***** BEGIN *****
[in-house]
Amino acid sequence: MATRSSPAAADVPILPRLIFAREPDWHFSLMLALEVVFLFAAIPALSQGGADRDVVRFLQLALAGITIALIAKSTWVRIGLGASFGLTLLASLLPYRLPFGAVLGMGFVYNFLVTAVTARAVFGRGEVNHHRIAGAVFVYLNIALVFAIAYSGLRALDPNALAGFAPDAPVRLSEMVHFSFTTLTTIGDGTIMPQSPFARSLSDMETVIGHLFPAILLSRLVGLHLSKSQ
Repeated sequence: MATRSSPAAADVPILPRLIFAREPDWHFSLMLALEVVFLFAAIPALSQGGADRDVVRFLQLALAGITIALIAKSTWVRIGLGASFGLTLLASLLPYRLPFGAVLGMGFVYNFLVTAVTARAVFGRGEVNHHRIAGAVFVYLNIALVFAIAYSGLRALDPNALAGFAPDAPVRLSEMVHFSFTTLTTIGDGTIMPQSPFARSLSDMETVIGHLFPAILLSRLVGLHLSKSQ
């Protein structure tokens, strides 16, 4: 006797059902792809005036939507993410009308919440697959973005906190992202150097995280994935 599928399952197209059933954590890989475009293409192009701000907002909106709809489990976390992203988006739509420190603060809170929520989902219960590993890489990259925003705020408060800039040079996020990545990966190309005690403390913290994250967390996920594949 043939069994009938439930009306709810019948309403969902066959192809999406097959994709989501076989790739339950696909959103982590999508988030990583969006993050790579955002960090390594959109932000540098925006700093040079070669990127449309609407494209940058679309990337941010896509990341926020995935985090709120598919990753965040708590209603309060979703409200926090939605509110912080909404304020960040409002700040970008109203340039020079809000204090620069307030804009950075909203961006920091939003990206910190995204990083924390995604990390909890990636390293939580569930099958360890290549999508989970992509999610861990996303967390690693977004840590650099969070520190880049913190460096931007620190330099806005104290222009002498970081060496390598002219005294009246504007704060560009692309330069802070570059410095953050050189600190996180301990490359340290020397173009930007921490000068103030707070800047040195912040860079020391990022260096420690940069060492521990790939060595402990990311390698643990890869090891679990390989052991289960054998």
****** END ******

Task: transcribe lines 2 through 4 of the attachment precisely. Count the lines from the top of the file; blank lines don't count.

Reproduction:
Amino acid sequence: MATRSSPAAADVPILPRLIFAREPDWHFSLMLALEVVFLFAAIPALSQGGADRDVVRFLQLALAGITIALIAKSTWVRIGLGASFGLTLLASLLPYRLPFGAVLGMGFVYNFLVTAVTARAVFGRGEVNHHRIAGAVFVYLNIALVFAIAYSGLRALDPNALAGFAPDAPVRLSEMVHFSFTTLTTIGDGTIMPQSPFARSLSDMETVIGHLFPAILLSRLVGLHLSKSQ
Repeated sequence: MATRSSPAAADVPILPRLIFAREPDWHFSLMLALEVVFLFAAIPALSQGGADRDVVRFLQLALAGITIALIAKSTWVRIGLGASFGLTLLASLLPYRLPFGAVLGMGFVYNFLVTAVTARAVFGRGEVNHHRIAGAVFVYLNIALVFAIAYSGLRALDPNALAGFAPDAPVRLSEMVHFSFTTLTTIGDGTIMPQSPFARSLSDMETVIGHLFPAILLSRLVGLHLSKSQ
């Protein structure tokens, strides 16, 4: 006797059902792809005036939507993410009308919440697959973005906190992202150097995280994935 599928399952197209059933954590890989475009293409192009701000907002909106709809489990976390992203988006739509420190603060809170929520989902219960590993890489990259925003705020408060800039040079996020990545990966190309005690403390913290994250967390996920594949 043939069994009938439930009306709810019948309403969902066959192809999406097959994709989501076989790739339950696909959103982590999508988030990583969006993050790579955002960090390594959109932000540098925006700093040079070669990127449309609407494209940058679309990337941010896509990341926020995935985090709120598919990753965040708590209603309060979703409200926090939605509110912080909404304020960040409002700040970008109203340039020079809000204090620069307030804009950075909203961006920091939003990206910190995204990083924390995604990390909890990636390293939580569930099958360890290549999508989970992509999610861990996303967390690693977004840590650099969070520190880049913190460096931007620190330099806005104290222009002498970081060496390598002219005294009246504007704060560009692309330069802070570059410095953050050189600190996180301990490359340290020397173009930007921490000068103030707070800047040195912040860079020391990022260096420690940069060492521990790939060595402990990311390698643990890869090891679990390989052991289960054998």